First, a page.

Seismology, Seismic Waves, Seismograph:

Seismology is the science, which deals with all the topics related to seismic waves. The seismic waves are the pulses of energy generated by earthquakes, which can travel through all parts of the earth. These waves can be measured and recorded by an instrument called Seismograph. A seismograph consists of a pendulum with a fixed …

Measurement of Earthquakes

Measuring of an Earthquake: Generally, earthquakes occur at depths of lesser than 100 kilometers under the ground. The earthquakes are frequently noted by the instruments like seismography on daily basis. The location of the earthquakes are also determined by the seismographs. The point at which an earthquake is noted is known as the focus-point or …

Types of Earthquake waves

An earthquake produces four types of waves: (1). P-Waves (Primary Waves), (2). S-Waves (Secondary Waves), (3). L-Waves (Surface Waves), and (4). Rayleigh Waves: The tectonic movement releases a huge amount of energy, which is known as Seismic energy. Seismic energy express itself in the form of seismic waves. These seismic waves are known as earthquakes. …

Changes brought about by the earthquakes?

The earthquakes cause major changes in the crust and on the surface of the Earth. Important changes are as given below: (1). Expansion of Earth’s Crust (2). Contraction of Earth (3). Disturbance of drainage system (4). Mud Volcanoes (5). Cultural Landscape (6). Landsliding (7). Fire (8). Liquefaction, Subsidence, and Related Effects (9). Tsunamis (1). Expansion …

Causes of Earthquakes

An earthquake is a natural phenomenon, which has many causes behind it. Some of these are natural while others are man-made. Among these causes, the most important are as follow; (1). Tectonic Movement causes Earthquakes: Earth’s crust is divided into large segments (fragments) separated along ridges. These segments are called plates (Lithospheric Plates). The term …

What is mid-oceanic ridge (MOR)?

A mid-ocean ridge (MOR) is a seafloor mountain system formed by plate tectonics. It typically has a depth of ~ 2,600 meters (8,500 ft) and rises about two kilometers above the deepest portion of an ocean basin. This feature is where seafloor spreading takes place along a divergent plate boundary. In the middle of the ocean, there …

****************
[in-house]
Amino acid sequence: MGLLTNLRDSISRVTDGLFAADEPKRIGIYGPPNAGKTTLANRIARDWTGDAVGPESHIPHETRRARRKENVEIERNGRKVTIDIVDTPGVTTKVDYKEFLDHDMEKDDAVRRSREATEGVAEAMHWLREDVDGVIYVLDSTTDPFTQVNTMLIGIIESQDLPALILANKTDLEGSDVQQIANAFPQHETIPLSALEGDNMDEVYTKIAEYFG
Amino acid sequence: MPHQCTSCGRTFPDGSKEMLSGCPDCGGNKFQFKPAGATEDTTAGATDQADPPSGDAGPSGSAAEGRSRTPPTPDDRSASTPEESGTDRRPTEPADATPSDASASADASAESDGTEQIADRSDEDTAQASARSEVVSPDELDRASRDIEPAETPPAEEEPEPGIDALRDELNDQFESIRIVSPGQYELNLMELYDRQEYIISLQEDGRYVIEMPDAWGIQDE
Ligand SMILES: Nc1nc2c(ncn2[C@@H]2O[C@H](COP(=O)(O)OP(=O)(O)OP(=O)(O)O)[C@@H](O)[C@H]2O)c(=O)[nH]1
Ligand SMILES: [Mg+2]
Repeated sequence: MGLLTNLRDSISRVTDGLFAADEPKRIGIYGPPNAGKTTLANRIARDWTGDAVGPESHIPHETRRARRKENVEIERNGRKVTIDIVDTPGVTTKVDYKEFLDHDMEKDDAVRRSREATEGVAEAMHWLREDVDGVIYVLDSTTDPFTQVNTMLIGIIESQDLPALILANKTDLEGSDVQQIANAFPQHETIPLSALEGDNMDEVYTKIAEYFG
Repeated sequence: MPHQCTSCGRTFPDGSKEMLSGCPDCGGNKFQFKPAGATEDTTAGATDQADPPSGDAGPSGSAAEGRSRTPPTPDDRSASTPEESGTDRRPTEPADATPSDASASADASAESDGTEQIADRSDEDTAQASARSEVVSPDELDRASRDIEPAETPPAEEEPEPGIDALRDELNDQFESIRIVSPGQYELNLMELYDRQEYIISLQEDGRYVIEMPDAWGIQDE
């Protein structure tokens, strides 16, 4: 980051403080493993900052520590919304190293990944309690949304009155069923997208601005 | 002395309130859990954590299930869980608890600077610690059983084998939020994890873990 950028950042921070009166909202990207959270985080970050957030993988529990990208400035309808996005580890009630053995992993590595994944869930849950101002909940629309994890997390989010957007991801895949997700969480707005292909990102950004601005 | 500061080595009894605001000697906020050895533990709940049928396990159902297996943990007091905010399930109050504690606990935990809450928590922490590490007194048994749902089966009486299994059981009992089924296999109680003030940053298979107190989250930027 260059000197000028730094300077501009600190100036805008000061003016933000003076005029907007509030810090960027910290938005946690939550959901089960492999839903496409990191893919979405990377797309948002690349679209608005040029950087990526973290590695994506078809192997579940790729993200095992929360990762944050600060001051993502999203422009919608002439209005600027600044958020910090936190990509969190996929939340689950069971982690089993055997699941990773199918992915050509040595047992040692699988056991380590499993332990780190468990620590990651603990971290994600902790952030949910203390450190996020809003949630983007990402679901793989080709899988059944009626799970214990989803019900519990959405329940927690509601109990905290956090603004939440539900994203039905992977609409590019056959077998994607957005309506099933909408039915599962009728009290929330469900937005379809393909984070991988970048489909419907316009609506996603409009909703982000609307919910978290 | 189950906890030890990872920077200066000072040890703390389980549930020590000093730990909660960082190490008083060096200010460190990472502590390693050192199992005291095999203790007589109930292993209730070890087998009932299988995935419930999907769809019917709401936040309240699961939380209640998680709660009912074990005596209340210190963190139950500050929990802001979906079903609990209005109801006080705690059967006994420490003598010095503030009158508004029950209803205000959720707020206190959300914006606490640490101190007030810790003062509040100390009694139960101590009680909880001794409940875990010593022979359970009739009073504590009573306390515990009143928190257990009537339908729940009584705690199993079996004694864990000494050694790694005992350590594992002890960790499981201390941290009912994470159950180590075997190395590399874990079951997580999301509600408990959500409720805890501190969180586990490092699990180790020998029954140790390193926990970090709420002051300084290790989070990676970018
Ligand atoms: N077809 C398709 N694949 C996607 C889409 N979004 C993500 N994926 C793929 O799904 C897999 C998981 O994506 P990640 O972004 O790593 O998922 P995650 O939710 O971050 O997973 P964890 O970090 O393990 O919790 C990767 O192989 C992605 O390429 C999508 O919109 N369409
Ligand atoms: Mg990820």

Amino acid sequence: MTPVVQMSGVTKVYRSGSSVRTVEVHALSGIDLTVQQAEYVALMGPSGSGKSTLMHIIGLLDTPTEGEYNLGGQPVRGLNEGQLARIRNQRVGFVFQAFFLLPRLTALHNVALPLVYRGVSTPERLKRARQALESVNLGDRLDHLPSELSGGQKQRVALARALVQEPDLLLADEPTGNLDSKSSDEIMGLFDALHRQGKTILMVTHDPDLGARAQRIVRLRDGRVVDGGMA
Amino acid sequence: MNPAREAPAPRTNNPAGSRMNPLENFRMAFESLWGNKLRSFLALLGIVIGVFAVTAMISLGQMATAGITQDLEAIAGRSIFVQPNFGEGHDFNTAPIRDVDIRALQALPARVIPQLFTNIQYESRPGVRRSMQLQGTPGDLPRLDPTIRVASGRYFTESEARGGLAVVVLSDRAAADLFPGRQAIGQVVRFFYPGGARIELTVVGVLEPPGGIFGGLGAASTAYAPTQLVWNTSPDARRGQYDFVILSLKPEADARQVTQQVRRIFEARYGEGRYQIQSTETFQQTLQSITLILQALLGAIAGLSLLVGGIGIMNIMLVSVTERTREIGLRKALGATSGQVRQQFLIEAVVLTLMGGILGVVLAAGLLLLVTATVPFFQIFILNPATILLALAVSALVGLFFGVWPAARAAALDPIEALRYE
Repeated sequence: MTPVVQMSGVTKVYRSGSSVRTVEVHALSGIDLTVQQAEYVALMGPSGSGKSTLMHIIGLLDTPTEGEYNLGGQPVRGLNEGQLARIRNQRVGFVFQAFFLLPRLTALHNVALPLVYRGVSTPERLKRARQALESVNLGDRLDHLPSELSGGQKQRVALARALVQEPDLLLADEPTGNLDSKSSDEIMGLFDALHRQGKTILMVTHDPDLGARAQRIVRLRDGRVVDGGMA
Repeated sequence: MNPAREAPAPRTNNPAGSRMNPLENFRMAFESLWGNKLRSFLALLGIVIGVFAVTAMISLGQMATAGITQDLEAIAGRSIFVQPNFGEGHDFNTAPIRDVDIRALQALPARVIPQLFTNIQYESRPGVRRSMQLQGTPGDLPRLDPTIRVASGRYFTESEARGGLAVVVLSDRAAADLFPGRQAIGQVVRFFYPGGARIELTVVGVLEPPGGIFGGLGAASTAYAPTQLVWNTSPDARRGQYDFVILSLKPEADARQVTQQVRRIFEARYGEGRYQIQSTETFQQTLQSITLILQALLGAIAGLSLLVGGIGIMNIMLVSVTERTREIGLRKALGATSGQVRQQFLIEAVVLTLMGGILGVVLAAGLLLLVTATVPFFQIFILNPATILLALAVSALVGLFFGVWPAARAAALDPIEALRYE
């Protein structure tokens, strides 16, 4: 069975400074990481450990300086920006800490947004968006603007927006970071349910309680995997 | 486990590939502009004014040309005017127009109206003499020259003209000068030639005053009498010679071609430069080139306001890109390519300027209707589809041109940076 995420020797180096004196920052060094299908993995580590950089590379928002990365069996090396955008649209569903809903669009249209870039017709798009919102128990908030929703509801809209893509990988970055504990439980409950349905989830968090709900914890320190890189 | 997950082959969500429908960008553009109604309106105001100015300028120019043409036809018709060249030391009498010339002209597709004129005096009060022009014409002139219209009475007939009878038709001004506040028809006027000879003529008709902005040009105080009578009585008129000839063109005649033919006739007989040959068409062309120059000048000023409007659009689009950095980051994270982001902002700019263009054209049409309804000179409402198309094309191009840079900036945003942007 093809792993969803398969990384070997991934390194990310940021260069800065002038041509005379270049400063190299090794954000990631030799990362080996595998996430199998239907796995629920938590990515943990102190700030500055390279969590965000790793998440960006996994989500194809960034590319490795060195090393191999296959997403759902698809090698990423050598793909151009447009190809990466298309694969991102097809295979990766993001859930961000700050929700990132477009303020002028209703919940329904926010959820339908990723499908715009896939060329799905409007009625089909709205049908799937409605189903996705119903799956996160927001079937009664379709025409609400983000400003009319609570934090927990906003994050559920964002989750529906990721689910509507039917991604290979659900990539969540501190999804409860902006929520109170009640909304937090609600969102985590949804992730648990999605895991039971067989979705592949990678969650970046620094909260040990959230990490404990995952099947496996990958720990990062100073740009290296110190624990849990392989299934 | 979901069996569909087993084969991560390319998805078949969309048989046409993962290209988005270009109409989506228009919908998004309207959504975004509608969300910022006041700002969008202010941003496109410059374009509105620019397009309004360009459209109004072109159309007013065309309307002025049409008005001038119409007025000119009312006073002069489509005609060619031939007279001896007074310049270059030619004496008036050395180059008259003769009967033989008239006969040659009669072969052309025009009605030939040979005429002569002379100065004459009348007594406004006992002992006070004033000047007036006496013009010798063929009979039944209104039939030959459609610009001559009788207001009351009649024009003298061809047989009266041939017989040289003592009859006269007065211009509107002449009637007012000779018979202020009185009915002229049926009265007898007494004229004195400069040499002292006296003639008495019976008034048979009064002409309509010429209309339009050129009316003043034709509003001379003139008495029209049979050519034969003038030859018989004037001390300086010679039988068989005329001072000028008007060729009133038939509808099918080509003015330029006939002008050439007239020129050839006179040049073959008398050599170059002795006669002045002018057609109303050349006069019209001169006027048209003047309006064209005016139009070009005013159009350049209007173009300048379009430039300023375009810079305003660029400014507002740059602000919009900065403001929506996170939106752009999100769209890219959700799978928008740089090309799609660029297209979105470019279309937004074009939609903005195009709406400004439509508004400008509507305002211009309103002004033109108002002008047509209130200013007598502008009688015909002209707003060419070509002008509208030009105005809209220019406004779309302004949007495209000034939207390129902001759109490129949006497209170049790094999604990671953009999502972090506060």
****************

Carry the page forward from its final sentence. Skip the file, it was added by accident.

Earthquake Zones

Major Earthquake zones of the world include countries located on the Asian coast of the Pacific, the eastern coast of the Pacific covering the west coast of North America, and Latin America. Detail of the major zones is as under: The heaviest concentration of earthquakes is along the circum-pacific belt. It includes countries of Japan, …

Magnitude of Earthquakes

The intensity of an earthquake is assessed on the Rickter Scale, which was developed by geophysicist Charles Richter in 1935. This scale assigns a number to an earthquake based on the severity of the ground motion It ranges from 0 to 8+. It is logarithmic so that an earthquake with a magnitude 4 causes 10 …

What is an Earthquake?

An Earthquake may be defined as the shaking and trembling of the Earth’s surface caused by sudden releases of stress with the crust of Earth. Thus an earthquake releases the energy that has been gradually stored through the stress of increasing deformation of rocks. The released energy takes the form of seismic waves that radiate …

Volcanic Production/ Lava Composition

Volcanic eruptions produce many products out of which the following are very important; (1). Tuff: Rocks comprising of fine ash. (2). Agglomerates: Rocks consisting of pieces larger than 20 mm. (3). Volcanic Bombs: Rock pieces with a diameter of more than 32 mm. (4). Cinders: Fragments with diameter between 4 mm -32 mm. These are …